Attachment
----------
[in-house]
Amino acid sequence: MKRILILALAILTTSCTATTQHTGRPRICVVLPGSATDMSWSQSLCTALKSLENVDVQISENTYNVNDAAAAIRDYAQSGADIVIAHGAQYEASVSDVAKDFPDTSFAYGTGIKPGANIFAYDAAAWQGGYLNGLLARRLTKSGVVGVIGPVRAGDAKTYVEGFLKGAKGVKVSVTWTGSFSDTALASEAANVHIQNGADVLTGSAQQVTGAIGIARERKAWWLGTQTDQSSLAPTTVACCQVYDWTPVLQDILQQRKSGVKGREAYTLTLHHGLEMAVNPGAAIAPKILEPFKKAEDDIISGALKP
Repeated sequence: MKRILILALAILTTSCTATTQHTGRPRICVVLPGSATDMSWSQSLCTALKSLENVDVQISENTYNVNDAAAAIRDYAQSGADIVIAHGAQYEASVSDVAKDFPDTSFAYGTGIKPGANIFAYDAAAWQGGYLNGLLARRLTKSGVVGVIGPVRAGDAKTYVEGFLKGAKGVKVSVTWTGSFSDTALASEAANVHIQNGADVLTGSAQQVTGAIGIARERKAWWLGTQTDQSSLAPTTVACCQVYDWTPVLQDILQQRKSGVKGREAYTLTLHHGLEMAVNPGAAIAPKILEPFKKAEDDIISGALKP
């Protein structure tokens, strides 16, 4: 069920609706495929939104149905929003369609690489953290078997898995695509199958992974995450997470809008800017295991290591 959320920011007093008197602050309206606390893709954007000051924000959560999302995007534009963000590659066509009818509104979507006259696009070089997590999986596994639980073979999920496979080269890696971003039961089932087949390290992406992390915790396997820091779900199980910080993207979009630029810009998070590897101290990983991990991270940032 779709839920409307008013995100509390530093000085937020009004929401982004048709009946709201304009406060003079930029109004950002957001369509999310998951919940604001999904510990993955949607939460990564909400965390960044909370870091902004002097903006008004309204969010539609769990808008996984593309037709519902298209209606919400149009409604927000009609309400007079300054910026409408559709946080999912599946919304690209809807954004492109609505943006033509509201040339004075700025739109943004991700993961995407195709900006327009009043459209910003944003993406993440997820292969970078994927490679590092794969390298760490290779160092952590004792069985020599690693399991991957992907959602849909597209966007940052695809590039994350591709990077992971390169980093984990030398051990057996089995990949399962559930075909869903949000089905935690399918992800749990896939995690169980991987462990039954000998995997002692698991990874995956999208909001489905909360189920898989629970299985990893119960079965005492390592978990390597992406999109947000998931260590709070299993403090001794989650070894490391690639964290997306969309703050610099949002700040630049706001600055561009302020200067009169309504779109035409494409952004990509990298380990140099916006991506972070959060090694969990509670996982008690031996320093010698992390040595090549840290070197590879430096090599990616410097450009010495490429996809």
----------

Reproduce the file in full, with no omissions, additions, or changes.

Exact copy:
[in-house]
Amino acid sequence: MKRILILALAILTTSCTATTQHTGRPRICVVLPGSATDMSWSQSLCTALKSLENVDVQISENTYNVNDAAAAIRDYAQSGADIVIAHGAQYEASVSDVAKDFPDTSFAYGTGIKPGANIFAYDAAAWQGGYLNGLLARRLTKSGVVGVIGPVRAGDAKTYVEGFLKGAKGVKVSVTWTGSFSDTALASEAANVHIQNGADVLTGSAQQVTGAIGIARERKAWWLGTQTDQSSLAPTTVACCQVYDWTPVLQDILQQRKSGVKGREAYTLTLHHGLEMAVNPGAAIAPKILEPFKKAEDDIISGALKP
Repeated sequence: MKRILILALAILTTSCTATTQHTGRPRICVVLPGSATDMSWSQSLCTALKSLENVDVQISENTYNVNDAAAAIRDYAQSGADIVIAHGAQYEASVSDVAKDFPDTSFAYGTGIKPGANIFAYDAAAWQGGYLNGLLARRLTKSGVVGVIGPVRAGDAKTYVEGFLKGAKGVKVSVTWTGSFSDTALASEAANVHIQNGADVLTGSAQQVTGAIGIARERKAWWLGTQTDQSSLAPTTVACCQVYDWTPVLQDILQQRKSGVKGREAYTLTLHHGLEMAVNPGAAIAPKILEPFKKAEDDIISGALKP
């Protein structure tokens, strides 16, 4: 069920609706495929939104149905929003369609690489953290078997898995695509199958992974995450997470809008800017295991290591 959320920011007093008197602050309206606390893709954007000051924000959560999302995007534009963000590659066509009818509104979507006259696009070089997590999986596994639980073979999920496979080269890696971003039961089932087949390290992406992390915790396997820091779900199980910080993207979009630029810009998070590897101290990983991990991270940032 779709839920409307008013995100509390530093000085937020009004929401982004048709009946709201304009406060003079930029109004950002957001369509999310998951919940604001999904510990993955949607939460990564909400965390960044909370870091902004002097903006008004309204969010539609769990808008996984593309037709519902298209209606919400149009409604927000009609309400007079300054910026409408559709946080999912599946919304690209809807954004492109609505943006033509509201040339004075700025739109943004991700993961995407195709900006327009009043459209910003944003993406993440997820292969970078994927490679590092794969390298760490290779160092952590004792069985020599690693399991991957992907959602849909597209966007940052695809590039994350591709990077992971390169980093984990030398051990057996089995990949399962559930075909869903949000089905935690399918992800749990896939995690169980991987462990039954000998995997002692698991990874995956999208909001489905909360189920898989629970299985990893119960079965005492390592978990390597992406999109947000998931260590709070299993403090001794989650070894490391690639964290997306969309703050610099949002700040630049706001600055561009302020200067009169309504779109035409494409952004990509990298380990140099916006991506972070959060090694969990509670996982008690031996320093010698992390040595090549840290070197590879430096090599990616410097450009010495490429996809």